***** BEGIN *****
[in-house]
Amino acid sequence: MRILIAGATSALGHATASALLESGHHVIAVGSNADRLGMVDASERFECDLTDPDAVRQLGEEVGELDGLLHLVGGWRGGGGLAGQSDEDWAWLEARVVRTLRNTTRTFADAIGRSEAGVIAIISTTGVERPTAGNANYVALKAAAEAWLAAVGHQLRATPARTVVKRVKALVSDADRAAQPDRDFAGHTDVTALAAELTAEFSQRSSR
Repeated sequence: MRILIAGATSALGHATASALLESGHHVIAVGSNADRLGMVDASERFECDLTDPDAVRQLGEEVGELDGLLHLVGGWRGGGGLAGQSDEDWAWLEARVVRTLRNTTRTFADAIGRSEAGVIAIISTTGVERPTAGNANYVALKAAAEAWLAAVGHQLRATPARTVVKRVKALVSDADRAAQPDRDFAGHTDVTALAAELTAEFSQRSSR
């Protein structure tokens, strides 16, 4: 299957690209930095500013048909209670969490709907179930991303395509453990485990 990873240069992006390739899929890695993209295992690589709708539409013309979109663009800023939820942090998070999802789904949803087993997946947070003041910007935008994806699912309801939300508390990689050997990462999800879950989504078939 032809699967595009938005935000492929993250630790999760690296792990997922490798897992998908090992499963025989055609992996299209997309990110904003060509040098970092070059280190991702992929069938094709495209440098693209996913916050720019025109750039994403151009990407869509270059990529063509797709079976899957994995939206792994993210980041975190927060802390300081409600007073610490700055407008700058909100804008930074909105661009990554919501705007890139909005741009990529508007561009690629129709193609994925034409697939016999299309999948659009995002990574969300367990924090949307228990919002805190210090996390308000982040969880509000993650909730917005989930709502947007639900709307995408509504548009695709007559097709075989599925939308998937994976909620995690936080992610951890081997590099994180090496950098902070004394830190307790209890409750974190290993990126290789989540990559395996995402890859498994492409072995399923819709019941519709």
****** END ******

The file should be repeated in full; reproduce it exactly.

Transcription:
[in-house]
Amino acid sequence: MRILIAGATSALGHATASALLESGHHVIAVGSNADRLGMVDASERFECDLTDPDAVRQLGEEVGELDGLLHLVGGWRGGGGLAGQSDEDWAWLEARVVRTLRNTTRTFADAIGRSEAGVIAIISTTGVERPTAGNANYVALKAAAEAWLAAVGHQLRATPARTVVKRVKALVSDADRAAQPDRDFAGHTDVTALAAELTAEFSQRSSR
Repeated sequence: MRILIAGATSALGHATASALLESGHHVIAVGSNADRLGMVDASERFECDLTDPDAVRQLGEEVGELDGLLHLVGGWRGGGGLAGQSDEDWAWLEARVVRTLRNTTRTFADAIGRSEAGVIAIISTTGVERPTAGNANYVALKAAAEAWLAAVGHQLRATPARTVVKRVKALVSDADRAAQPDRDFAGHTDVTALAAELTAEFSQRSSR
């Protein structure tokens, strides 16, 4: 299957690209930095500013048909209670969490709907179930991303395509453990485990 990873240069992006390739899929890695993209295992690589709708539409013309979109663009800023939820942090998070999802789904949803087993997946947070003041910007935008994806699912309801939300508390990689050997990462999800879950989504078939 032809699967595009938005935000492929993250630790999760690296792990997922490798897992998908090992499963025989055609992996299209997309990110904003060509040098970092070059280190991702992929069938094709495209440098693209996913916050720019025109750039994403151009990407869509270059990529063509797709079976899957994995939206792994993210980041975190927060802390300081409600007073610490700055407008700058909100804008930074909105661009990554919501705007890139909005741009990529508007561009690629129709193609994925034409697939016999299309999948659009995002990574969300367990924090949307228990919002805190210090996390308000982040969880509000993650909730917005989930709502947007639900709307995408509504548009695709007559097709075989599925939308998937994976909620995690936080992610951890081997590099994180090496950098902070004394830190307790209890409750974190290993990126290789989540990559395996995402890859498994492409072995399923819709019941519709």